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Jones: School meals partnership must be non-profit

Students at Blackman and Gollop Primary buying oranges.

For there to be any kind of public/private sector partnership in the provision of school meals services, it cannot be a profit-making venture.

Minister of Education Ronald Jones made this announcement earlier today moments after planting two custard apple trees at the Blackman and Gollop Primary and Thelma Berry Nursery schools in a continuation of celebrations marking 50 years of free universal education in Barbados.

His comments came in response to a media query about the possibility of Government partnering with the private sector in areas like the provision of school meals to help cut some of the expense in the education sector.

Jones responded that while public/private sector partnerships were welcomed, in areas like the provision of social services unless it was done with a mind toward philanthropy, it would not work.

“Barbados has been set up in such a way over time that the social safety net is important to all of us. The notion of private/public partnerships, unless the private entity brings what you could call a philanthropy mechanism into it, it means then that the state would have to parcel out to the private sector, certain parts of care giving which is including meals for those who need it.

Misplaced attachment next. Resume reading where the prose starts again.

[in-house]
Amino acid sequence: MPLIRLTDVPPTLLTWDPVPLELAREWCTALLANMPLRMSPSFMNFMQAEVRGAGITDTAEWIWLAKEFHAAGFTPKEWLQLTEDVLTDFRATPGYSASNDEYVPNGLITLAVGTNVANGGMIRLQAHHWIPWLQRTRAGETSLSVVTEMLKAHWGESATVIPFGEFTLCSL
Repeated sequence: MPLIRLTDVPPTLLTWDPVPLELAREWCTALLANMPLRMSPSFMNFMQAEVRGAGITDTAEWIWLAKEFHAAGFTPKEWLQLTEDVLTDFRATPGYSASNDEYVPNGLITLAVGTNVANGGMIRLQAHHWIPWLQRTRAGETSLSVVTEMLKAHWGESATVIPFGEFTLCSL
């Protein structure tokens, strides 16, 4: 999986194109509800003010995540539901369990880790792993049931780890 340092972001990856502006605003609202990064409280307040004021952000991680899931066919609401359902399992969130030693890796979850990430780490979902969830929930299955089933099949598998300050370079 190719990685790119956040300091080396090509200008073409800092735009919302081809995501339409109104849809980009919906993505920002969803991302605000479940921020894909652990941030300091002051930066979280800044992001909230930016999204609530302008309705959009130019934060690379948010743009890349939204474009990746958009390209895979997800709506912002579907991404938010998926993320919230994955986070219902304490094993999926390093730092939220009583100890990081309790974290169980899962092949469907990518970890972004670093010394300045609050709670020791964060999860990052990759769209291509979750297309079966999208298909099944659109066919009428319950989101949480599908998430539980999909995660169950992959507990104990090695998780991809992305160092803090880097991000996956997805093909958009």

“We would have to look and see, because private sector essentially does not do anything free in that way. They make donations yes, but they do not take on the total challenge, it is always a money venture that they look at and even if you do private/public partnerships which we have done in the past in other areas of Barbadian activity, you would have to see what is going to be the overall cost,” Jones expounded.

Even though it was possible for private agencies to take on the charge of providing a service like school meals, the challenge was that it would soon become prohibitive to those who most needed it because of cost, he posited.

While Government spends in the region of $31.6 million subsidising school meals each year, Jones noted that from the $1 weekly contribution that children were asked to make, and which even some families could not afford, they were only able to collect about $600,000.

The next challenge, he maintained would be cutting down on the wastage, which did not necessarily refer to any meals left at the end of the day.

Most of the budget for school meals, he said, was spent in the purchasing and preparation.

“There is also some loss in the programme, that loss I can’t at this point quantify, but I know we have to look and see how the stock purchase is utilised, if there is any spoilage, the elimination of spoilage, so that all the food purchased goes to the children who need it,” he stated. (LB)

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